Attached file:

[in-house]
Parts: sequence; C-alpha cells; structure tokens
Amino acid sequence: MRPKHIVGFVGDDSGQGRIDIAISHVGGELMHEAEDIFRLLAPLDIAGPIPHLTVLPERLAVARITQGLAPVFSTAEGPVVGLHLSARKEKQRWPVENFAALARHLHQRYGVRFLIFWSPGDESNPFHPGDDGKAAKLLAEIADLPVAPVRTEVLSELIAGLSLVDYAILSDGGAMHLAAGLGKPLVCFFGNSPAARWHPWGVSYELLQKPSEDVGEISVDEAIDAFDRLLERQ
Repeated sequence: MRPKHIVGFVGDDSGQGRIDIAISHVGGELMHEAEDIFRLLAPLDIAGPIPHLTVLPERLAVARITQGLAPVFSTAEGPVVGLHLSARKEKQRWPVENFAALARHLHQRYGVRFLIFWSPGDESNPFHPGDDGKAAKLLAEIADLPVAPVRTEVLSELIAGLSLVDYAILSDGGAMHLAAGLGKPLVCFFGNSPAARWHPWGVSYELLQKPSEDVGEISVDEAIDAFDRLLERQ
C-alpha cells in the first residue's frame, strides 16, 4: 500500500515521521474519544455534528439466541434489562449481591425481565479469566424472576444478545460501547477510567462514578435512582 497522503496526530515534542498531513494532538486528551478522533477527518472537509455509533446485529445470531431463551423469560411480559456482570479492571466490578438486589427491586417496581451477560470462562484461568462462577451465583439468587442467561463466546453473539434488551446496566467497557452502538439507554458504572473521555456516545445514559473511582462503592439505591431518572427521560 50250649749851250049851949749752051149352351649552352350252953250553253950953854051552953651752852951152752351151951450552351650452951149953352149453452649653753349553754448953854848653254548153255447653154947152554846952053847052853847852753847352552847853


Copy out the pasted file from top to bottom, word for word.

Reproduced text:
[in-house]
Parts: sequence; C-alpha cells; structure tokens
Amino acid sequence: MRPKHIVGFVGDDSGQGRIDIAISHVGGELMHEAEDIFRLLAPLDIAGPIPHLTVLPERLAVARITQGLAPVFSTAEGPVVGLHLSARKEKQRWPVENFAALARHLHQRYGVRFLIFWSPGDESNPFHPGDDGKAAKLLAEIADLPVAPVRTEVLSELIAGLSLVDYAILSDGGAMHLAAGLGKPLVCFFGNSPAARWHPWGVSYELLQKPSEDVGEISVDEAIDAFDRLLERQ
Repeated sequence: MRPKHIVGFVGDDSGQGRIDIAISHVGGELMHEAEDIFRLLAPLDIAGPIPHLTVLPERLAVARITQGLAPVFSTAEGPVVGLHLSARKEKQRWPVENFAALARHLHQRYGVRFLIFWSPGDESNPFHPGDDGKAAKLLAEIADLPVAPVRTEVLSELIAGLSLVDYAILSDGGAMHLAAGLGKPLVCFFGNSPAARWHPWGVSYELLQKPSEDVGEISVDEAIDAFDRLLERQ
C-alpha cells in the first residue's frame, strides 16, 4: 500500500515521521474519544455534528439466541434489562449481591425481565479469566424472576444478545460501547477510567462514578435512582 497522503496526530515534542498531513494532538486528551478522533477527518472537509455509533446485529445470531431463551423469560411480559456482570479492571466490578438486589427491586417496581451477560470462562484461568462462577451465583439468587442467561463466546453473539434488551446496566467497557452502538439507554458504572473521555456516545445514559473511582462503592439505591431518572427521560 50250649749851250049851949749752051149352351649552352350252953250553253950953854051552953651752852951152752351151951450552351650452951149953352149453452649653753349553754448953854848653254548153255447653154947152554846952053847052853847852753847352552847853